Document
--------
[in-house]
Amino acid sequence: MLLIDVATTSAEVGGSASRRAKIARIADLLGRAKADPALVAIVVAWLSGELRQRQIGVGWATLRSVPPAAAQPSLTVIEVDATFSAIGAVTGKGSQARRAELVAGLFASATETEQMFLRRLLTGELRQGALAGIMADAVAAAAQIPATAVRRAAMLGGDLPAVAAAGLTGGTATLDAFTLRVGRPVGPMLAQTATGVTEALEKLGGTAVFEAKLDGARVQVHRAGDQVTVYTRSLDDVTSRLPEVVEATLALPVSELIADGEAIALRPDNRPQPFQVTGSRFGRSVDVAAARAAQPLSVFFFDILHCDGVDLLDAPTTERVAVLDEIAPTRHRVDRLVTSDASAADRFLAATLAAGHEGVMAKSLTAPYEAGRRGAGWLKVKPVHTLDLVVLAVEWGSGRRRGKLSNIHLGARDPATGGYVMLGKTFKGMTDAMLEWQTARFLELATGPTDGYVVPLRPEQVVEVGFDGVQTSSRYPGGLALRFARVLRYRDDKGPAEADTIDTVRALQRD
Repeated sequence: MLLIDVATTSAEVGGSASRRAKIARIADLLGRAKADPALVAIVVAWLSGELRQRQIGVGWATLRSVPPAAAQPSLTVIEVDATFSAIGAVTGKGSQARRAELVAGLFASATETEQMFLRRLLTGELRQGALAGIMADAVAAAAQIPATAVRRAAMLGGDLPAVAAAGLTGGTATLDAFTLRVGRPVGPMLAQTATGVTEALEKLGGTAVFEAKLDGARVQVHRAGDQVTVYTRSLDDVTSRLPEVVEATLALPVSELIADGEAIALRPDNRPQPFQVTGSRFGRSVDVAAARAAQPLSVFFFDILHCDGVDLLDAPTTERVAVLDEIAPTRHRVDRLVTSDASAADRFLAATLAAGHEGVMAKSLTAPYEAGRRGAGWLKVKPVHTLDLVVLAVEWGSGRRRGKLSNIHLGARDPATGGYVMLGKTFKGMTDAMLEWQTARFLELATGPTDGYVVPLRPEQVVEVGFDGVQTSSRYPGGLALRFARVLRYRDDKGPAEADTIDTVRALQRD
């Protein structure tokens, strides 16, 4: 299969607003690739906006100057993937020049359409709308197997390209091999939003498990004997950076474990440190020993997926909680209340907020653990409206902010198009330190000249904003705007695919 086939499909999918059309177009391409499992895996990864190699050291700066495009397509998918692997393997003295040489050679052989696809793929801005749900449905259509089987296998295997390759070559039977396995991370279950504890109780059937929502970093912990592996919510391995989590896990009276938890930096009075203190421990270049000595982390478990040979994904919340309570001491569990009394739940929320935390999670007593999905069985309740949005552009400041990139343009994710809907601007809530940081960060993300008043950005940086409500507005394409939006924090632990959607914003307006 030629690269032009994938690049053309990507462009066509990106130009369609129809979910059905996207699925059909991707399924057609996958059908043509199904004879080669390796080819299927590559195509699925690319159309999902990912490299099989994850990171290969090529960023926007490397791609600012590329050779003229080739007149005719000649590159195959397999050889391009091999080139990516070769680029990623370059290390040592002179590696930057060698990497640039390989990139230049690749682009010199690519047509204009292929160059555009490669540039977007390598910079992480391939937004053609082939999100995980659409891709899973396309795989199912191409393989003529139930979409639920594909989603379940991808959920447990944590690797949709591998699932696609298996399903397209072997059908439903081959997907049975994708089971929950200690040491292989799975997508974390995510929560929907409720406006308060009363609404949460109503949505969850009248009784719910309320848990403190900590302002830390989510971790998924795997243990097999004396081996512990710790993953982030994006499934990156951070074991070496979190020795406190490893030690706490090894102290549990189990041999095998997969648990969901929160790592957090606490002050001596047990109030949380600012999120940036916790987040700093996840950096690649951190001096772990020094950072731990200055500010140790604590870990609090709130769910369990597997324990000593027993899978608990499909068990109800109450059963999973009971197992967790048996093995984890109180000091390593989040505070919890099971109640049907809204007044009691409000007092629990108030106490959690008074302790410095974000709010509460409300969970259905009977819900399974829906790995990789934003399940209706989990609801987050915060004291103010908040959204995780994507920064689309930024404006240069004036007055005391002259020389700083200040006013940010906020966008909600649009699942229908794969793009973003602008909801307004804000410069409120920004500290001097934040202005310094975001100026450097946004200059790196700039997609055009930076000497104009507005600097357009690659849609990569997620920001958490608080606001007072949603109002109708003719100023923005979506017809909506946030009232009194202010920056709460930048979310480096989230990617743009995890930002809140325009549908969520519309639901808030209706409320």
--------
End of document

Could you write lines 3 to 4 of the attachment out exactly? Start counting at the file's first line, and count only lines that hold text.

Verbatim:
Repeated sequence: MLLIDVATTSAEVGGSASRRAKIARIADLLGRAKADPALVAIVVAWLSGELRQRQIGVGWATLRSVPPAAAQPSLTVIEVDATFSAIGAVTGKGSQARRAELVAGLFASATETEQMFLRRLLTGELRQGALAGIMADAVAAAAQIPATAVRRAAMLGGDLPAVAAAGLTGGTATLDAFTLRVGRPVGPMLAQTATGVTEALEKLGGTAVFEAKLDGARVQVHRAGDQVTVYTRSLDDVTSRLPEVVEATLALPVSELIADGEAIALRPDNRPQPFQVTGSRFGRSVDVAAARAAQPLSVFFFDILHCDGVDLLDAPTTERVAVLDEIAPTRHRVDRLVTSDASAADRFLAATLAAGHEGVMAKSLTAPYEAGRRGAGWLKVKPVHTLDLVVLAVEWGSGRRRGKLSNIHLGARDPATGGYVMLGKTFKGMTDAMLEWQTARFLELATGPTDGYVVPLRPEQVVEVGFDGVQTSSRYPGGLALRFARVLRYRDDKGPAEADTIDTVRALQRD
């Protein structure tokens, strides 16, 4: 299969607003690739906006100057993937020049359409709308197997390209091999939003498990004997950076474990440190020993997926909680209340907020653990409206902010198009330190000249904003705007695919 086939499909999918059309177009391409499992895996990864190699050291700066495009397509998918692997393997003295040489050679052989696809793929801005749900449905259509089987296998295997390759070559039977396995991370279950504890109780059937929502970093912990592996919510391995989590896990009276938890930096009075203190421990270049000595982390478990040979994904919340309570001491569990009394739940929320935390999670007593999905069985309740949005552009400041990139343009994710809907601007809530940081960060993300008043950005940086409500507005394409939006924090632990959607914003307006 030629690269032009994938690049053309990507462009066509990106130009369609129809979910059905996207699925059909991707399924057609996958059908043509199904004879080669390796080819299927590559195509699925690319159309999902990912490299099989994850990171290969090529960023926007490397791609600012590329050779003229080739007149005719000649590159195959397999050889391009091999080139990516070769680029990623370059290390040592002179590696930057060698990497640039390989990139230049690749682009010199690519047509204009292929160059555009490669540039977007390598910079992480391939937004053609082939999100995980659409891709899973396309795989199912191409393989003529139930979409639920594909989603379940991808959920447990944590690797949709591998699932696609298996399903397209072997059908439903081959997907049975994708089971929950200690040491292989799975997508974390995510929560929907409720406006308060009363609404949460109503949505969850009248009784719910309320848990403190900590302002830390989510971790998924795997243990097999004396081996512990710790993953982030994006499934990156951070074991070496979190020795406190490893030690706490090894102290549990189990041999095998997969648990969901929160790592957090606490002050001596047990109030949380600012999120940036916790987040700093996840950096690649951190001096772990020094950072731990200055500010140790604590870990609090709130769910369990597997324990000593027993899978608990499909068990109800109450059963999973009971197992967790048996093995984890109180000091390593989040505070919890099971109640049907809204007044009691409000007092629990108030106490959690008074302790410095974000709010509460409300969970259905009977819900399974829906790995990789934003399940209706989990609801987050915060004291103010908040959204995780994507920064689309930024404006240069004036007055005391002259020389700083200040006013940010906020966008909600649009699942229908794969793009973003602008909801307004804000410069409120920004500290001097934040202005310094975001100026450097946004200059790196700039997609055009930076000497104009507005600097357009690659849609990569997620920001958490608080606001007072949603109002109708003719100023923005979506017809909506946030009232009194202010920056709460930048979310480096989230990617743009995890930002809140325009549908969520519309639901808030209706409320």